We were talking about his thesis, and it struck me I had a number of books in my library that might be of some use or interest to him. So I combed through the shelves and gathered together a small stack of six or seven volumes, which I then handed to him. He also found a few other titles he wanted to borrow, so I pulled those down, too. The only specific title in the stack I recall at this point was The Body in Pain, a fundamental overview of political torture practices around the world pulled together by the UN or Amnesty International or some such organization. I think there was also some classic S&M literature, maybe those two early Trocchi porn novels, but I’m not sure. The important thing is that at the time I knew exactly what I was giving him.
Anyway, he thanked me sincerely, packed up the books and, if a shade unsteadily, headed on his way.
A few months later I started to get a little antsy. I always get a little antsy when I loan things to people, no matter how well I know them. Too often I’d lent out books, movies and albums with the understanding I’d be getting them back at some point, only to never see them again. I could only relax when I knew all my books were back in their assigned place on the shelves. It was just a damned Masters thesis after all—how long could it take? I wrote mine in a fucking week.
So I called Michael to ask after the books, and he explained, quite convincingly, that he was still working on the thesis and so still needed the books. He hadn’t even had a chance to get to some of them, busy as he’d been.
Well, okay then. What could I say? He admitted he had the books, he knew I wanted them back, and so he’d return them after the thesis was finished.
A few months after that when I called again to tell him fuck it, I wanted my damn books back already, I learned he’d simply packed up and moved out of Christina’s place. He hadn’t said a word, and no one saw him go. Middle of the night, he spirited away, apparently taking my books with him. In doing so, he also left Christina stuck with an eight thousand dollar phone bill for all those three-hour calls he’d been making to his boyfriend in Italy. So she was out a ton of money, and I was apparently out one stack of valuable books. The little bastard.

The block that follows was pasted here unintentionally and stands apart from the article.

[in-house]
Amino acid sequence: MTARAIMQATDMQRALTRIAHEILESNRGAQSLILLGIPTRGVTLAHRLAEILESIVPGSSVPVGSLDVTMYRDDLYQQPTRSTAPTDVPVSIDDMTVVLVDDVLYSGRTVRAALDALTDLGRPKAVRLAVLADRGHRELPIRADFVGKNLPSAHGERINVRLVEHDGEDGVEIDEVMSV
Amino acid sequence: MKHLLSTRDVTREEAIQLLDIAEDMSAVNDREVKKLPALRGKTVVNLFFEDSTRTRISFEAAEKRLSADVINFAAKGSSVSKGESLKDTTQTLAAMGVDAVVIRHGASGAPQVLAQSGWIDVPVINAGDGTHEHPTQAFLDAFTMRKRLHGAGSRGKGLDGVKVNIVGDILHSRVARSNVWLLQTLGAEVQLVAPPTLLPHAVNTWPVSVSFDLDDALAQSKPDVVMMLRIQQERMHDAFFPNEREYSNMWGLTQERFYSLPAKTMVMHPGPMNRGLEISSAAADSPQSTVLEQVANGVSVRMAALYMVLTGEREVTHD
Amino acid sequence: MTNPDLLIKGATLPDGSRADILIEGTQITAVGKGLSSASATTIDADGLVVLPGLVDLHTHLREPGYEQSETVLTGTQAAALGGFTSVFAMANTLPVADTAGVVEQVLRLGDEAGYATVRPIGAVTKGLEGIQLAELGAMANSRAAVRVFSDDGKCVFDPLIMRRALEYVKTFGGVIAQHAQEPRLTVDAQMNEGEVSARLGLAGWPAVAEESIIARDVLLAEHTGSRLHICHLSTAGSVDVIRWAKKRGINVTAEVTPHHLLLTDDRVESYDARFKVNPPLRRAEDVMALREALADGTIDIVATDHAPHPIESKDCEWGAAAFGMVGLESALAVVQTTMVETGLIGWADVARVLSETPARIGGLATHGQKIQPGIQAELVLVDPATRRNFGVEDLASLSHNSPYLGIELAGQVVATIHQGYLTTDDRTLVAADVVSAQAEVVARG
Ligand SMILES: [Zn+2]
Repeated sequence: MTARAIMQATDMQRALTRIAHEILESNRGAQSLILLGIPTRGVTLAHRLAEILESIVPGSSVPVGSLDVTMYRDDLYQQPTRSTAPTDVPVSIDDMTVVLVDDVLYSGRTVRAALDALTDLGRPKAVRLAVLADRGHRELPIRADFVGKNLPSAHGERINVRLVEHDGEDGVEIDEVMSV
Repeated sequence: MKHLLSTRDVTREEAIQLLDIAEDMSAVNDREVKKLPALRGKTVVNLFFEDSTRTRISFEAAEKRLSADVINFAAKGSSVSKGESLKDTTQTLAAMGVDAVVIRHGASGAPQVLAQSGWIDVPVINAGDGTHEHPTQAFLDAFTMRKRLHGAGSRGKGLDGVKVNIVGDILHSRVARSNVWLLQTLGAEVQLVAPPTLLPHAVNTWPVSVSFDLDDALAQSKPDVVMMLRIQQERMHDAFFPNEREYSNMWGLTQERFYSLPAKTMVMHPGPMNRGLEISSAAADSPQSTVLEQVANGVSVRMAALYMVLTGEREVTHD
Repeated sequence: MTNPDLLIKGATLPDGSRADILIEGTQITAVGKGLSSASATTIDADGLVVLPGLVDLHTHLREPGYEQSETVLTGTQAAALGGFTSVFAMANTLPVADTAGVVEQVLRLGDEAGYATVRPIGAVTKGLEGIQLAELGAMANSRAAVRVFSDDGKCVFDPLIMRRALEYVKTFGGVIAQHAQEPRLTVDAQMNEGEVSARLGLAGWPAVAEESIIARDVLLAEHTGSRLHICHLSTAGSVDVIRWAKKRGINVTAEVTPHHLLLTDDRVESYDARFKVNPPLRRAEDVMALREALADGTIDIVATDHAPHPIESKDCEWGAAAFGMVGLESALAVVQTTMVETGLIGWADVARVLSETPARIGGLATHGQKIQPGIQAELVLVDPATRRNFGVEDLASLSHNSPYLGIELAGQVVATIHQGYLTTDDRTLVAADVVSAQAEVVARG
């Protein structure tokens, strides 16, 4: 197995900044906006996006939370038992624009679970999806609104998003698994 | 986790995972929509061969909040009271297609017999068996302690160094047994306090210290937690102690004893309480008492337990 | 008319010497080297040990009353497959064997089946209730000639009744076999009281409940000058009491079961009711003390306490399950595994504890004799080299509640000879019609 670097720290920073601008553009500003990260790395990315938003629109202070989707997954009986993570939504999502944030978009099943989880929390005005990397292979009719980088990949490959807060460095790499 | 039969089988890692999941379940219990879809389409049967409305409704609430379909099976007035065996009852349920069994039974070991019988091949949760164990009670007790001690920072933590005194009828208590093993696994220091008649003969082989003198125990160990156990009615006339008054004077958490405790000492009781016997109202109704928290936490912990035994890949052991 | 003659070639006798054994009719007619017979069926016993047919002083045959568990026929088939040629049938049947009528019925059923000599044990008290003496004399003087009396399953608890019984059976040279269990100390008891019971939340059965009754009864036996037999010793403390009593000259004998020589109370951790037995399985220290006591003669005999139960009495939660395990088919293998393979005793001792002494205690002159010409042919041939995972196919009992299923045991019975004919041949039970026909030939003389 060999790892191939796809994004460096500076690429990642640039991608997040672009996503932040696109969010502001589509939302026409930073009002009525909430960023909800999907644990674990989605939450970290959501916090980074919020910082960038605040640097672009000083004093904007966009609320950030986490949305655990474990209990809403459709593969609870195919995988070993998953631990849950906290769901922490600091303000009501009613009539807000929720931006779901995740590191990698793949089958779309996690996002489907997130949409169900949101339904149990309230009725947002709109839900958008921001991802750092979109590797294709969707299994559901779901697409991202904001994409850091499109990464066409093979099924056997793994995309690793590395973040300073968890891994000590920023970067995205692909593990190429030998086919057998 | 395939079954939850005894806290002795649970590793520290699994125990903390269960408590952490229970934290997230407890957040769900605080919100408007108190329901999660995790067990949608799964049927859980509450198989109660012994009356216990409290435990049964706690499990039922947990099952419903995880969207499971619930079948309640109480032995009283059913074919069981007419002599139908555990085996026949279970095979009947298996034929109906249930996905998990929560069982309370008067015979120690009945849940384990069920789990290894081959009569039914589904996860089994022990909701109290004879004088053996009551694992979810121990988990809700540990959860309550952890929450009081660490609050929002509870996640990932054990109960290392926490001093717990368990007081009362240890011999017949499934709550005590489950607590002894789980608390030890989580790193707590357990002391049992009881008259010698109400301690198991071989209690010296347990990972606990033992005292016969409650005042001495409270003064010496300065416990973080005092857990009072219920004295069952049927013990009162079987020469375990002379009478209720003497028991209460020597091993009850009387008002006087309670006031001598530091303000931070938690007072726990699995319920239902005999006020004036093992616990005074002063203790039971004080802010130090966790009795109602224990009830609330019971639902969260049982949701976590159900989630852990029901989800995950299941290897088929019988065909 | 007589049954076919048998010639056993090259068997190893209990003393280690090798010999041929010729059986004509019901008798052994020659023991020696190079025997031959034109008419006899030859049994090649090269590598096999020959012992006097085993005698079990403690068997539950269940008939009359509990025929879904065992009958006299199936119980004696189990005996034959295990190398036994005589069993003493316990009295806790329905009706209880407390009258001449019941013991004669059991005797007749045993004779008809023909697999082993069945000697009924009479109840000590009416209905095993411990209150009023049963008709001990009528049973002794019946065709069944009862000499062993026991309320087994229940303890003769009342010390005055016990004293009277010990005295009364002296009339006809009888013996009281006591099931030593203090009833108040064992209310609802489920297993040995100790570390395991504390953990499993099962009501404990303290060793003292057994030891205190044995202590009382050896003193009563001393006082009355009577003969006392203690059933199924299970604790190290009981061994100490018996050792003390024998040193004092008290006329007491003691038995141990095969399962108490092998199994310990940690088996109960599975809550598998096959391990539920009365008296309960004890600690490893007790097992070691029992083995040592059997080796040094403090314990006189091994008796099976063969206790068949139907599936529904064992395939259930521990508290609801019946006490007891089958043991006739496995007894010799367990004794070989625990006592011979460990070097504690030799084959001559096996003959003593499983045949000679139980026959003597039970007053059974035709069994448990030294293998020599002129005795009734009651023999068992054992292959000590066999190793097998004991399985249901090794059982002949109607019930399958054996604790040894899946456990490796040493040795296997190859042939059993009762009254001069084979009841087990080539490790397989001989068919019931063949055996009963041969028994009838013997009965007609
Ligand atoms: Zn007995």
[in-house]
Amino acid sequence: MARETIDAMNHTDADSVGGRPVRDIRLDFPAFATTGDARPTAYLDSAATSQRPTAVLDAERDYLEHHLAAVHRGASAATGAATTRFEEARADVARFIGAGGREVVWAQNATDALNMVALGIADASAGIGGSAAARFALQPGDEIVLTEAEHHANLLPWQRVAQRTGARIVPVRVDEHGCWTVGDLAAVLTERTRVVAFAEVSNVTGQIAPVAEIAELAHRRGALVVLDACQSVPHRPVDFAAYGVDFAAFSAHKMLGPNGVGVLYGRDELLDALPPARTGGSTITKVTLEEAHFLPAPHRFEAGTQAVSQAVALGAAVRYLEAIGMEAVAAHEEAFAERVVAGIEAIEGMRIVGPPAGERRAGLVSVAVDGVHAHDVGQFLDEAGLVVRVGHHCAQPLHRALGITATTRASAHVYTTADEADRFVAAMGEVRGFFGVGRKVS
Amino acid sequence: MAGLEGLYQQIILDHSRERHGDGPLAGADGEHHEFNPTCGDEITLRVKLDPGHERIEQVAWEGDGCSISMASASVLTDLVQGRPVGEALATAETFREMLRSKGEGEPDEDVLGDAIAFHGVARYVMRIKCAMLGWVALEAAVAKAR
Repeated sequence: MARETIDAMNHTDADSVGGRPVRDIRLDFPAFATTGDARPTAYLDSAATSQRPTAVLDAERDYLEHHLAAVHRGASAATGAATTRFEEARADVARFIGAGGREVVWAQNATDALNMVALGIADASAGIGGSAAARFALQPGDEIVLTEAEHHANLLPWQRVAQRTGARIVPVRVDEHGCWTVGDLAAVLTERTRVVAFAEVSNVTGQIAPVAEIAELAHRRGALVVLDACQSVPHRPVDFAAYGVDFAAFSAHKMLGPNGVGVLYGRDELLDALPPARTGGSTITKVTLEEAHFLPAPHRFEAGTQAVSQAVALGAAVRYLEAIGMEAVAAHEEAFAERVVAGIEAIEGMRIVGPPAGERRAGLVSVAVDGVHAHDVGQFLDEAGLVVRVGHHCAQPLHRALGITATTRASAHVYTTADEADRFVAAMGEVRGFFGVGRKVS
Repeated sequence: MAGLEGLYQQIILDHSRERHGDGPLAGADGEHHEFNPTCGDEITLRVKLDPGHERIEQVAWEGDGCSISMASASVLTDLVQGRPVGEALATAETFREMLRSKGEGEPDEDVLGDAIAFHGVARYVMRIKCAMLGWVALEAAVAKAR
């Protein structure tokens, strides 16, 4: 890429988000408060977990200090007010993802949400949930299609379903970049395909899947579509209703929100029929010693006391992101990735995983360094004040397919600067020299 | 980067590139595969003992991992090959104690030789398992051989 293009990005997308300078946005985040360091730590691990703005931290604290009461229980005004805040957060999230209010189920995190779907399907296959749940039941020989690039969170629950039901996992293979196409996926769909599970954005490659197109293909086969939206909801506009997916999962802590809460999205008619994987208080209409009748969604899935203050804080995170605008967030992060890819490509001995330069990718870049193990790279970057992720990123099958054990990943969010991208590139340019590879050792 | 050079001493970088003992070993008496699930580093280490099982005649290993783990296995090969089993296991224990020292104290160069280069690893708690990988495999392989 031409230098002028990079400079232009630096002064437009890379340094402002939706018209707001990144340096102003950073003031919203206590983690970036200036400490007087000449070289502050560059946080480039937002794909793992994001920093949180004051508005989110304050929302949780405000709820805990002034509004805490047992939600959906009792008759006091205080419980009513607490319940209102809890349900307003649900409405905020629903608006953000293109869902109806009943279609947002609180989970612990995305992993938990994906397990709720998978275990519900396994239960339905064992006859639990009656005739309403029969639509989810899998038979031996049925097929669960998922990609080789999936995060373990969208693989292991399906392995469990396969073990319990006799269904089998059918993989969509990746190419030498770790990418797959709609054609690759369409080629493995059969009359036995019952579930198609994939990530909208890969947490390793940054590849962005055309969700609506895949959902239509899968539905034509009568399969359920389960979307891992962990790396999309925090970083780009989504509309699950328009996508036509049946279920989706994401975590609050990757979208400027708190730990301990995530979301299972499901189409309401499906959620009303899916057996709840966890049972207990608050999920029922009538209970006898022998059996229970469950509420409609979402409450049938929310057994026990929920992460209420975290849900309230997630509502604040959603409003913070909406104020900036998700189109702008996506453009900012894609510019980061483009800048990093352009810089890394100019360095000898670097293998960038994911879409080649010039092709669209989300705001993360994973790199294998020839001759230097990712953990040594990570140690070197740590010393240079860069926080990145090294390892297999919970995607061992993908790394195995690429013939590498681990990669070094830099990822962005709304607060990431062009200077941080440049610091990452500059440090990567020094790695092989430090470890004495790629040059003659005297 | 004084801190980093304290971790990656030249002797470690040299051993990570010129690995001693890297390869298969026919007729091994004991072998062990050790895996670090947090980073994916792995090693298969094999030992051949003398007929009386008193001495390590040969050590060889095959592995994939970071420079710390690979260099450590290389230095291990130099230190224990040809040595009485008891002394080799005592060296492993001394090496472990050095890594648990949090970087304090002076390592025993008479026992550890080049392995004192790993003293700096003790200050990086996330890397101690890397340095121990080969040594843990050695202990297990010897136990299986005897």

At this point we jump ahead two or three years. I was working at the Press when suddenly lamp posts all over the East Village were plastered with new flyers.
“DO NOT TRUST THIS MAN,” they read. Beneath that stern and simple warning was a very clear picture of Michael. And beneath the picture was a paragraph detailing the assorted pseudonyms he was known to have used, the assorted stories he’d told about himself, and how he’d conned any number of people out of money, rent, and valuable possessions. Christina and I weren’t the only ones—he’d apparently been preying on the unwary and gullible all over Manhattan and Brooklyn for years.
It turned out everything he’d told me, or anyone, had been a lie. Harlem my ass. Single mother struggling to get by as a maid my ass. Speech therapy and dreams of fitting into white culture my ass. He’d come from a wealthy and stable academic family on the Upper West Side, which is about as close as he ever got to Columbia. And now his last roommates were trying to track him down to get half a year’s rent out of him.
How could a paranoid like me fall for his line? Christ, he might as well have told me he was just trying to earn bus fare to get back to Georgia to see his kids.
Had to hand it to him, he talked a good game. Although he only got a stack of books out of me, he’d still suckered me but good.
After I wrote a small piece about the flyer for the Press, the conned roommates in question called me at the paper to let me know they still had my books, that he’d left those behind when he snuck away this latest time.
Jesus, the little son of a bitch didn’t even take the books with him? Just left them at some strangers house? That’s gratitude for you. That little fucker!
“So if you’d like them back,” the woman on the phone said, “we’d be happy to bring them over or send them to you.”
It was tempting, of course. A couple of those books were out of print and tracking them down again would be mighty tough in those pre-Internet days. In the end, though, I told her to keep them, that I didn’t need them back. In retrospect I think it was just my way of teaching myself a lesson about trusting people.